These days, there seems to be a pill for everything. Is it convenient? Definitely. Is it good for you? Well, not always. Every pill comes with possible side effects. One problem can suddenly turn into five.
Enter lemon water. As a simple drink, it will be the answer to your health issues. This combination is also super cheap. No prescription needed here.
Take a look at these seven problems. If any of these sound familiar, give lemon water a shot.
1. Upset Stomach
From nausea to vomiting, tummy troubles are annoying. But lemon can save the day! You might have even grown up learning that sucking on a lemon wedge is a popular home remedy.
In hot water, lemon is easier to stomach. It’ll calm things down. Plus, the acidity of lemon can soothe inflammation, making it useful for ulcer protection.1
2. Weight Gain
Trying to shed a few pounds? Make a glass of lemon water. This will suppress your appetite, making it easier to lose weight.
It’s all thanks to hesperidin – a compound found in citrus fruits. Hesperidin slows down the secretion of an appetite-promoting hormone called ghrelin. When you have less ghrelin, you’ll be less hungry.2
3. Cold And Flu
If you’re feeling under the weather, ditch the NyQuil. Drink lemon water instead. It’ll treat your body to vitamin C – a nutrient that strengthens your immune system. It can even shorten the duration of a cold!3
One large lemon has 44.5 mg.4 In water, it’ll double as a cold-fighting beverage. Regularly drinking lemon water may prevent colds, to begin with.
4. Pre-Diabetes And Diabetes
Diabetes management depends on healthy eating. This is true whether you have type-1 or type-2. And if you’re pre-diabetic? It’s the same deal. The ultimate goal is to control high blood glucose to prevent complications.
Lemon water will help. Hesperidin can lower liver glucose production while improving insulin sensitivity. It’ll even bind to starch, helping improve hyperglycemia.5 By drinking lemon water, you can avoid pricey pills.
5. Brain Decline
If you’re worried about mental decline, drink lemon water. It’s as good as medication.
A study in Food Chemistry found that lemon juice inhibits cholinesterase – an enzyme that breaks down neurotransmitters. Drugs that treat Alzheimer’s symptoms are designed to do the same thing.6 But with lemon juice and water, you can do it naturally.
6. Weak Bones
Bone problems become more common with age. In fact, by 2020, it’s estimated that 1 in 2 Americans over 50 years old will be at a risk for osteoporosis.7 And while dairy seems like the obvious remedy, lemon water can actually help.
According to the British Journal of Clinical Pharmacology, hesperidin protects against bone loss after menopause. It slows down bone breakdown, so minerals don’t get absorbed by the blood. At the same time, hesperidin promotes bone formation and protects from inflammation.8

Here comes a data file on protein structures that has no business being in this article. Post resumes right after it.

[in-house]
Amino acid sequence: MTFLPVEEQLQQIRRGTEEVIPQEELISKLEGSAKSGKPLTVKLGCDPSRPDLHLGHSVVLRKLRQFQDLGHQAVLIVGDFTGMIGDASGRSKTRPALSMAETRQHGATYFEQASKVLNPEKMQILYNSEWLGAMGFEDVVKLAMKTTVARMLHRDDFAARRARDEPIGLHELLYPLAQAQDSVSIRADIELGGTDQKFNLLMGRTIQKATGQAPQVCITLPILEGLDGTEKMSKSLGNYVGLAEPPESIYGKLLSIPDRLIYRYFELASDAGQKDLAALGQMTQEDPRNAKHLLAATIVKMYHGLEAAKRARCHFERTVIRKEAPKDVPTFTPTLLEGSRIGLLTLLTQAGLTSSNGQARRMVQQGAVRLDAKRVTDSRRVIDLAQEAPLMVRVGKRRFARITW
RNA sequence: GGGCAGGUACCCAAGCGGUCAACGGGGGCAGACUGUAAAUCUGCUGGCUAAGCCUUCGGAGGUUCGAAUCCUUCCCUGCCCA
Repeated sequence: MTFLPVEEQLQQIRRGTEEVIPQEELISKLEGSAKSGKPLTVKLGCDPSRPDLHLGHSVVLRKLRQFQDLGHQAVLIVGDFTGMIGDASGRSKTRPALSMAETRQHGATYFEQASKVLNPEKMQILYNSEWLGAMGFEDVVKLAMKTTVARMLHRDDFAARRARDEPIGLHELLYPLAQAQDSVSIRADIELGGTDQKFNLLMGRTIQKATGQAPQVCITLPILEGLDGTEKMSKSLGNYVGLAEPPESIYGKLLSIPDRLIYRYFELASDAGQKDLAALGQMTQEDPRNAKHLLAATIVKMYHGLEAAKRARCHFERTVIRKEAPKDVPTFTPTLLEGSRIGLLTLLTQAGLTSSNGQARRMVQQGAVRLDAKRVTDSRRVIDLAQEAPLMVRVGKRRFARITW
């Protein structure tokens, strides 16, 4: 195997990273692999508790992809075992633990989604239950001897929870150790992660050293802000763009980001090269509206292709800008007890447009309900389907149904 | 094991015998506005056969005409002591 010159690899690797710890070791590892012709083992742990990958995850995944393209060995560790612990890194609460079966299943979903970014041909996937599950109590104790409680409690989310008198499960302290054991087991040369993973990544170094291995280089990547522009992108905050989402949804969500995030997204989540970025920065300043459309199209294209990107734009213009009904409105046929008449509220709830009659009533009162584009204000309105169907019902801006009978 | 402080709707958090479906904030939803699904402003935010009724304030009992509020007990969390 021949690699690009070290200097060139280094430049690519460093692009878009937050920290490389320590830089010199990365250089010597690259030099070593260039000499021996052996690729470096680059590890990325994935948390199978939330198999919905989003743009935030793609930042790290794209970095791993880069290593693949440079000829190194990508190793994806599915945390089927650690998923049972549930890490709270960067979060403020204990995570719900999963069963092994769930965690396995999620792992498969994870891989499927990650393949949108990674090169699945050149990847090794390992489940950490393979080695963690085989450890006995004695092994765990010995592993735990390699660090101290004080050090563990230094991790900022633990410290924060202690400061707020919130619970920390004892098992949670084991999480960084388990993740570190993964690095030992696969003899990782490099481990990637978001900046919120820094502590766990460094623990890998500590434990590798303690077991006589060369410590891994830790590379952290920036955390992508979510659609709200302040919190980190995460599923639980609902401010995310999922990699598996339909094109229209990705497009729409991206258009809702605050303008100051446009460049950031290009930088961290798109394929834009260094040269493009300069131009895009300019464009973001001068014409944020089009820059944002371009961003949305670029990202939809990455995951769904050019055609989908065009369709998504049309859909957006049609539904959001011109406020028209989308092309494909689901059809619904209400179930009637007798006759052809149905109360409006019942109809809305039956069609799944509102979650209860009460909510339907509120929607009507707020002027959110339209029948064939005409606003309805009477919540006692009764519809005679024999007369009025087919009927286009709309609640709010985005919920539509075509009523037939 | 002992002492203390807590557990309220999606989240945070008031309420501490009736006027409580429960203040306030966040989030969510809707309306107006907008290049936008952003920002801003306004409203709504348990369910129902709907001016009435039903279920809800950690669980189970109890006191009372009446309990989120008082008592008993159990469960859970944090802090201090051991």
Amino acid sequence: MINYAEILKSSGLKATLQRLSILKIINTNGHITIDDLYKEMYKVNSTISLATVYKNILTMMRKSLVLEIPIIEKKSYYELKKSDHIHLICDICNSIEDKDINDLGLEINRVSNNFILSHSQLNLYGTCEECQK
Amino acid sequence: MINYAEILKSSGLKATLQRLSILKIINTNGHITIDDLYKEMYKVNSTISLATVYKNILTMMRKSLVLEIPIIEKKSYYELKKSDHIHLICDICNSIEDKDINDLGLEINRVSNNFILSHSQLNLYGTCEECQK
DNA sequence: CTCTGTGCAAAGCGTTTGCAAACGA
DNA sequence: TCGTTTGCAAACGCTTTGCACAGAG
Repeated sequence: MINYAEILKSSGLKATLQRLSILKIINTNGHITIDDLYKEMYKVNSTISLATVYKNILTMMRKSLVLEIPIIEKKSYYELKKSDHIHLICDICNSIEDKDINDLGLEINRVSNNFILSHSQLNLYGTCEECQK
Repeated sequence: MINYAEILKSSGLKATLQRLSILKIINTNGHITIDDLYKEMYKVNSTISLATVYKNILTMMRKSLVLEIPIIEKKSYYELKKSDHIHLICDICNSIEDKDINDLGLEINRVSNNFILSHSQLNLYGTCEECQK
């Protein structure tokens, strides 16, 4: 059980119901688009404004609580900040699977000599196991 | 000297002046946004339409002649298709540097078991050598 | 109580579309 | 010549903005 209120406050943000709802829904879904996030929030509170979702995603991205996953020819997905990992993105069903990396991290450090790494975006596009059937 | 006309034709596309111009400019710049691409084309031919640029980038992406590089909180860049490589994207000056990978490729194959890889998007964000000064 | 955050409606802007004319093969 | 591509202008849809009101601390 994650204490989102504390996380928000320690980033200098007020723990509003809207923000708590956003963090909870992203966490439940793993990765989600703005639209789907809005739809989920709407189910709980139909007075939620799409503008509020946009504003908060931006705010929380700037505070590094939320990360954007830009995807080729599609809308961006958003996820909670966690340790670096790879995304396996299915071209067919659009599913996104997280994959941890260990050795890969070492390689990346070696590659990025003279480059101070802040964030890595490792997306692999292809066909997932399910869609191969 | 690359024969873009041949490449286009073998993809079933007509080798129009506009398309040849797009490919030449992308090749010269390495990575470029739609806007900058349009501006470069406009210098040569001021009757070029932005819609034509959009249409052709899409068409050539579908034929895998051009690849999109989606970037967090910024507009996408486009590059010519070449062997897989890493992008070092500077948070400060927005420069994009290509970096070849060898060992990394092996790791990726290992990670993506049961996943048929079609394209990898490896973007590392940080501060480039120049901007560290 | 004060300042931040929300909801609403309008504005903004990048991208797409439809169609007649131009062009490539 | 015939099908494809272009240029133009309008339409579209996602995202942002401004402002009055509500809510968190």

You can take blood pressure medication. However, lemon contains potassium – a mineral that’s linked to low blood pressure.11 So, instead of taking pills, sip on lemon water.
Lemon water is easy to prep. Just add one tablespoon of fresh or store-bought lemon juice to one cup of cold or hot water. You can use more or less, depending on your taste buds. Sweeten it up with a spoon of honey.
|↑1||Bigoniya, Papiya, and Kailash Singh. “Ulcer protective potential of standardized hesperidin, a citrus flavonoid isolated from Citrus sinensis.” Revista Brasileira de Farmacognosia 24, no. 3 (2014): 330-340.|
|↑2||Suzuki, Hajime, Akihiro Asakawa, Namiko Kawamura, Takakazu Yagi, and Akio Inui. “Hesperidin potentiates ghrelin signaling.” Recent patents on food, nutrition & agriculture 6, no. 1 (2014): 60-63.|
|↑3||Vitamin C. Oregon State University.|
|↑4||Basic Report: 09150, Lemons, raw, without peel. United States Department of Agriculture.|
|↑5||Lv, Xinmiao, Siyu Zhao, Zhangchi Ning, Honglian Zeng, Yisong Shu, Ou Tao, Cheng Xiao, Cheng Lu, and Yuanyan Liu. “Citrus fruits as a treasure trove of active natural metabolites that potentially provide benefits for human health.” Chemistry Central Journal 9, no. 1 (2015): 68.|
|↑6||Gironés-Vilaplana, Amadeo, Patrícia Valentão, Paula B. Andrade, Federico Ferreres, Diego A. Moreno, and Cristina García-Viguera. “Phytochemical profile of a blend of black chokeberry and lemon juice with cholinesterase inhibitory effect and antioxidant potential.” Food chemistry 134, no. 4 (2012): 2090-2096.|
|↑7||Stepnick, L. S. “The frequency of bone disease.” Bone health and osteoporosis: a report of the surgeon general (2004): 68-87.|
|↑8||Sacco, Sandra Maria, Marie‐Noëlle Horcajada, and Elizabeth Offord. “Phytonutrients for bone health during ageing.” British journal of clinical pharmacology 75, no. 3 (2013): 697-707.|
|↑9||High Blood Pressure Fact Sheet. Centers for Disease Control Prevention.|
|↑10||What are the Symptoms of High Blood Pressure? American Heart Association.|
|↑11||Potassium. Oregon State University.|